Here comes the fun part. Despite her being a thief, I, on the other hand, had worked retail security for going on 21 years. It’s my business to catch thieves and to hunt down scammers so she picked the last person she should have messed with.

Turns out my ex-wife stopped showing up for her court dates and moved out of our apartment, she vanished. The courts couldn’t find her.

So I started digging found out that she moved in with the Ex of a friend of mine. So I opened a fake social media account under a random name, I friended her new roommate. She openly began talking about my ex as her roommate confirming that she lives there. I told her that I had a bunch of Twilight promo merchandise (which they loved) I wanted to send them.

She happily gave out her address. I called that county sheriff’s department and informed them that I knew where a fugitive with warrants was hiding out. They showed up and arrested her on Valentine’s Day. She ended up spending the next several months in jail while going through her trial. She was convicted of 5 felony counts of theft. And ended up being sentenced to 8 months in prison.

I don’t want to speak badly of her but I feel really bad for the people she victimized. It turns out some of the jewelry she stole from some of her clients belonged to parents or grandparents, long gone mementos that these people should have had of loved ones that she stole to make a quick buck.

Oh, and I want my Star Wars toys back.”

8 points - Liked by BrennaHall9, Alliaura, AZD255 and 6 more

User Image
Nokomis21 2 years ago
What a ball of chaos!
0 Reply
View 1 more comment

5. Waste My Time Making Me Believe I Got The Job? I'll Cost You A $30,000 Sale

“I’ve worked a lot of jobs in my life and been turned down from a few. One such place that turned me down was a car dealership. After a stint with a certain long-distance phone company as a telemarketer, the sales bug hit me, and I wanted to sell cars.

I knew there was profit to be had and wanted a piece of it; plus, I’m a people person, so I would get to interact with people on a daily basis. One thing to note about me is I am a male and have long hair. I do not like having short hair; I have no self-esteem with short hair. I hate it.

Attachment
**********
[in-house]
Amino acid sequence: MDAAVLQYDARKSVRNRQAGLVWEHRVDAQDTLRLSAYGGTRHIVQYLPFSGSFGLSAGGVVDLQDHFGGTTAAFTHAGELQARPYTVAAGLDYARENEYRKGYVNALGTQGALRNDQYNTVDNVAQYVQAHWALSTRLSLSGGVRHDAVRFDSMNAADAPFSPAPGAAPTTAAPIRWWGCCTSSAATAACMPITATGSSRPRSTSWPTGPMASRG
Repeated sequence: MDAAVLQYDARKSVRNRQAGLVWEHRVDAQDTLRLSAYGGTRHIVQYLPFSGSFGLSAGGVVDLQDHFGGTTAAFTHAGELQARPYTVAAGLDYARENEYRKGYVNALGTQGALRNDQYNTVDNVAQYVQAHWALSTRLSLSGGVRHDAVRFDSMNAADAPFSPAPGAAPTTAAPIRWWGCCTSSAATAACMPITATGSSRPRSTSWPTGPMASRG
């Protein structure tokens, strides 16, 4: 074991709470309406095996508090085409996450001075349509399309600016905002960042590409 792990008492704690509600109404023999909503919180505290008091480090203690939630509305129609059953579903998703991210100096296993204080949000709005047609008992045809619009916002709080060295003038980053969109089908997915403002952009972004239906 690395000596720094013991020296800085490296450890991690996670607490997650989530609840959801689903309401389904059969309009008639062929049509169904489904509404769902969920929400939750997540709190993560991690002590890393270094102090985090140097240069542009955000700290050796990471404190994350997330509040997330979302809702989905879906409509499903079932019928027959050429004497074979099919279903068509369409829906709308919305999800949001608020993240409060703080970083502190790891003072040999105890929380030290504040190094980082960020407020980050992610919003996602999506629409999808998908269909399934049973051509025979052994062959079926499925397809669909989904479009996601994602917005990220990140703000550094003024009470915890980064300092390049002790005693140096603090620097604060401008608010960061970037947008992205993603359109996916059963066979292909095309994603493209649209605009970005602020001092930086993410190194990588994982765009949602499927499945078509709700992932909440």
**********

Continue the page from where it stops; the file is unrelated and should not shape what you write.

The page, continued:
I went around to several dealerships one day, talking with management, trying to get a feel for the industry.

One place in particular sold Volvos. I ended up talking with “Tommy” the sales manager, for a bit, and it turned into an impromptu interview. I spoke with him and “John,” who was the highest-ranking salesman there or some other bullcrap – I don’t remember, it was like, 17 years ago. Anyways, I ended up sticking around for a couple of hours during these interviews, and we talked about cars, the market, expectations, experience, etc.

After a couple of hours, we got to the dress code. Now, I was wearing slacks, dress shoes, and a collared button-up shirt, and my hair was in a tail, and multiple hair-ties in it to keep it neat. I also had some product on the top/sides to prevent any flyaways. My hair was brought up, only briefly. I was asked if I was willing to cut my hair, and I answered honestly, I would, for a certain amount of dollars.

I knew it was commission-based sales, but I made that decision a while ago about my hair. Then we moved on to other topics.

After around 4 hours or so, I’m sent on my way and was told to be there at 8 the next morning; if I was late, they would send me home. Sweet! Hired! So I went home and started getting prepped. Called my brother to ask for advice, since he’d been in the industry for a while, and got advice.

The next day, I show up at 7:55 am and am told they are in a meeting and to just have a seat and wait. They don’t get out of the meeting until closer to 10 am, and Tommy sees me and tells me they didn’t talk about it yet and to go home; they’d give me a call. Now… I’ve been in sales, and I know how things work.

I knew what that meant but decided to play along. I went home, waited until the next day, and then called.

Tommy got on the phone: “Yeah, we’re looking for someone a little more company-oriented. Thank you for your time” and hung up.

I knew it was because I wouldn’t cut my hair, and I didn’t care. I didn’t care that they wanted me to cut my hair, and I didn’t care that they didn’t hire me because I wouldn’t cut my hair unless my requirements were met.

That didn’t bother me.

What bothered me was he wasted my time, made me believe I got hired, and then hung me out to dry.

I am the type that stews on some things and dreams up many different ways to get revenge but never acts on them. Well, I had my chance a few years later.

In the US, when you fill out a W2 (or is it W4?

I always confuse them) at a new job, you can elect to have extra funds withheld from your check via federal and/or state taxes. I’ve always elected to do this because I prefer getting funds from taxes vs having to send funds in. So, I did just that and saved the extra amount every year. Then I got married, had kids, and got more back (child tax credits are nice but not a reason to justify having kids).

Somewhere around 2012, after I’d been driving a truck for a few years and making/saving more, we were looking at getting a newer vehicle. We still lived in the area, and then we drove by that dealership, and the memories came flooding back.

I hadn’t told her about that because I had honestly forgotten about it. So, I spilled the beans and then we concocted a plan that was so devious … so insidious … so deceitful … so … I’m kidding; I’m looking at a thesaurus right now.